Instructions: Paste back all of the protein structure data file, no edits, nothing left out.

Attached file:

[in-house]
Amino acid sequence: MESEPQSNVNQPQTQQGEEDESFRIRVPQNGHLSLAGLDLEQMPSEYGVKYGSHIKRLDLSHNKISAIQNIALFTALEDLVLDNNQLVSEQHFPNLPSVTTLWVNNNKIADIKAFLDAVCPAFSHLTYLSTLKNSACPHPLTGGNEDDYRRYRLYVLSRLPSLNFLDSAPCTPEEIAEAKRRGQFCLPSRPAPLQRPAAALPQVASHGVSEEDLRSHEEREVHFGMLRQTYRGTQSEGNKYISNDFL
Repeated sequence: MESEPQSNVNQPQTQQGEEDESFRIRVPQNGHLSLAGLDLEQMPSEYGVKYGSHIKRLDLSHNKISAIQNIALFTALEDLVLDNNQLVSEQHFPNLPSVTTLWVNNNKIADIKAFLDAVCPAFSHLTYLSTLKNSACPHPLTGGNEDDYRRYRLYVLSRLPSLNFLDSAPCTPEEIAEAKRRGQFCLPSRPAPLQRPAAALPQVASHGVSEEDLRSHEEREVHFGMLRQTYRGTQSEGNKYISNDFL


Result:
[in-house]
Amino acid sequence: MESEPQSNVNQPQTQQGEEDESFRIRVPQNGHLSLAGLDLEQMPSEYGVKYGSHIKRLDLSHNKISAIQNIALFTALEDLVLDNNQLVSEQHFPNLPSVTTLWVNNNKIADIKAFLDAVCPAFSHLTYLSTLKNSACPHPLTGGNEDDYRRYRLYVLSRLPSLNFLDSAPCTPEEIAEAKRRGQFCLPSRPAPLQRPAAALPQVASHGVSEEDLRSHEEREVHFGMLRQTYRGTQSEGNKYISNDFL
Repeated sequence: MESEPQSNVNQPQTQQGEEDESFRIRVPQNGHLSLAGLDLEQMPSEYGVKYGSHIKRLDLSHNKISAIQNIALFTALEDLVLDNNQLVSEQHFPNLPSVTTLWVNNNKIADIKAFLDAVCPAFSHLTYLSTLKNSACPHPLTGGNEDDYRRYRLYVLSRLPSLNFLDSAPCTPEEIAEAKRRGQFCLPSRPAPLQRPAAALPQVASHGVSEEDLRSHEEREVHFGMLRQTYRGTQSEGNKYISNDFL